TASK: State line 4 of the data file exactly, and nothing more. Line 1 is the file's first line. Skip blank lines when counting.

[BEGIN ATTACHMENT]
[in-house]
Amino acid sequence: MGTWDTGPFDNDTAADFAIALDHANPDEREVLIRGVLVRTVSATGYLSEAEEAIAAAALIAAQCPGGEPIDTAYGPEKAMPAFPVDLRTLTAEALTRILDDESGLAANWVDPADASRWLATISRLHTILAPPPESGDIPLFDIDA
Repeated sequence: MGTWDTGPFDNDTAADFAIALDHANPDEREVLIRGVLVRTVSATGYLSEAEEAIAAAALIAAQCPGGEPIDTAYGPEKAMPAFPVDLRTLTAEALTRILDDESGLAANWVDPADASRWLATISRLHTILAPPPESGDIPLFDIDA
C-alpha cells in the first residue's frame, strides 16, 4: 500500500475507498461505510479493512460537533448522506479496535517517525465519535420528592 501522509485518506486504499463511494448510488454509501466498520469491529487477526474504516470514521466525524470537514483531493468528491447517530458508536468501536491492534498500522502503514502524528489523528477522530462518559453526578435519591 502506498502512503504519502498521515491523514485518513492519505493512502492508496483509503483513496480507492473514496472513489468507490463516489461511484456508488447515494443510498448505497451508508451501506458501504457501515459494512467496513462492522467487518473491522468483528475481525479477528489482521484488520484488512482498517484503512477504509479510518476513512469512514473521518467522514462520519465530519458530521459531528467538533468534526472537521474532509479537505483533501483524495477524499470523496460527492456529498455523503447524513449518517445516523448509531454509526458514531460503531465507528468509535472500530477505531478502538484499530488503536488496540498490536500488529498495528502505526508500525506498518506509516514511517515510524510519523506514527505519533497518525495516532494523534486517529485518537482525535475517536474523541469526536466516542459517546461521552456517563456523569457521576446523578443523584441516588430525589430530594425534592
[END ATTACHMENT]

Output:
C-alpha cells in the first residue's frame, strides 16, 4: 500500500475507498461505510479493512460537533448522506479496535517517525465519535420528592 501522509485518506486504499463511494448510488454509501466498520469491529487477526474504516470514521466525524470537514483531493468528491447517530458508536468501536491492534498500522502503514502524528489523528477522530462518559453526578435519591 502506498502512503504519502498521515491523514485518513492519505493512502492508496483509503483513496480507492473514496472513489468507490463516489461511484456508488447515494443510498448505497451508508451501506458501504457501515459494512467496513462492522467487518473491522468483528475481525479477528489482521484488520484488512482498517484503512477504509479510518476513512469512514473521518467522514462520519465530519458530521459531528467538533468534526472537521474532509479537505483533501483524495477524499470523496460527492456529498455523503447524513449518517445516523448509531454509526458514531460503531465507528468509535472500530477505531478502538484499530488503536488496540498490536500488529498495528502505526508500525506498518506509516514511517515510524510519523506514527505519533497518525495516532494523534486517529485518537482525535475517536474523541469526536466516542459517546461521552456517563456523569457521576446523578443523584441516588430525589430530594425534592